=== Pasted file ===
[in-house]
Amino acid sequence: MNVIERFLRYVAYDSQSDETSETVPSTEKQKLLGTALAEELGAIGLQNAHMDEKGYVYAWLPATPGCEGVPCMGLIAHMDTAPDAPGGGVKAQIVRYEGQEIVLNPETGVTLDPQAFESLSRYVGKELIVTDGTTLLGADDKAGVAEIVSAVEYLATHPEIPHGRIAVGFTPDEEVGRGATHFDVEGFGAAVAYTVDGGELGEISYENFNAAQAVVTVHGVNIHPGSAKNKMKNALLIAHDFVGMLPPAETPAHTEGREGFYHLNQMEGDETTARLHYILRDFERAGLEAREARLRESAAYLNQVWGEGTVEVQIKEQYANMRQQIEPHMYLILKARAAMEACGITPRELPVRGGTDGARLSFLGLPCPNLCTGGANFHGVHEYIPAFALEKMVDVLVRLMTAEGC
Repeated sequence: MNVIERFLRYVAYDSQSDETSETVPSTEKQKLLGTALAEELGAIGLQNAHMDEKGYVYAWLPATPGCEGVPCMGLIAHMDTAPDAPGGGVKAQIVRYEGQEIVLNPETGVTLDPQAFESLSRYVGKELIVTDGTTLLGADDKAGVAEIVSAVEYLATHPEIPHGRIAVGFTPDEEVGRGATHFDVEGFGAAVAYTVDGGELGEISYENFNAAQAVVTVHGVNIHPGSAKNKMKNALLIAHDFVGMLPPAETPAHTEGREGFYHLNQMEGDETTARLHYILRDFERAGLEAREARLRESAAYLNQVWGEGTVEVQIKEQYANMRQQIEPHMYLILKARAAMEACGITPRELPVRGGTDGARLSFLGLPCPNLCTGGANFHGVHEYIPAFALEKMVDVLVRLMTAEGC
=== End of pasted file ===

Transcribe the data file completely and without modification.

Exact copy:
[in-house]
Amino acid sequence: MNVIERFLRYVAYDSQSDETSETVPSTEKQKLLGTALAEELGAIGLQNAHMDEKGYVYAWLPATPGCEGVPCMGLIAHMDTAPDAPGGGVKAQIVRYEGQEIVLNPETGVTLDPQAFESLSRYVGKELIVTDGTTLLGADDKAGVAEIVSAVEYLATHPEIPHGRIAVGFTPDEEVGRGATHFDVEGFGAAVAYTVDGGELGEISYENFNAAQAVVTVHGVNIHPGSAKNKMKNALLIAHDFVGMLPPAETPAHTEGREGFYHLNQMEGDETTARLHYILRDFERAGLEAREARLRESAAYLNQVWGEGTVEVQIKEQYANMRQQIEPHMYLILKARAAMEACGITPRELPVRGGTDGARLSFLGLPCPNLCTGGANFHGVHEYIPAFALEKMVDVLVRLMTAEGC
Repeated sequence: MNVIERFLRYVAYDSQSDETSETVPSTEKQKLLGTALAEELGAIGLQNAHMDEKGYVYAWLPATPGCEGVPCMGLIAHMDTAPDAPGGGVKAQIVRYEGQEIVLNPETGVTLDPQAFESLSRYVGKELIVTDGTTLLGADDKAGVAEIVSAVEYLATHPEIPHGRIAVGFTPDEEVGRGATHFDVEGFGAAVAYTVDGGELGEISYENFNAAQAVVTVHGVNIHPGSAKNKMKNALLIAHDFVGMLPPAETPAHTEGREGFYHLNQMEGDETTARLHYILRDFERAGLEAREARLRESAAYLNQVWGEGTVEVQIKEQYANMRQQIEPHMYLILKARAAMEACGITPRELPVRGGTDGARLSFLGLPCPNLCTGGANFHGVHEYIPAFALEKMVDVLVRLMTAEGC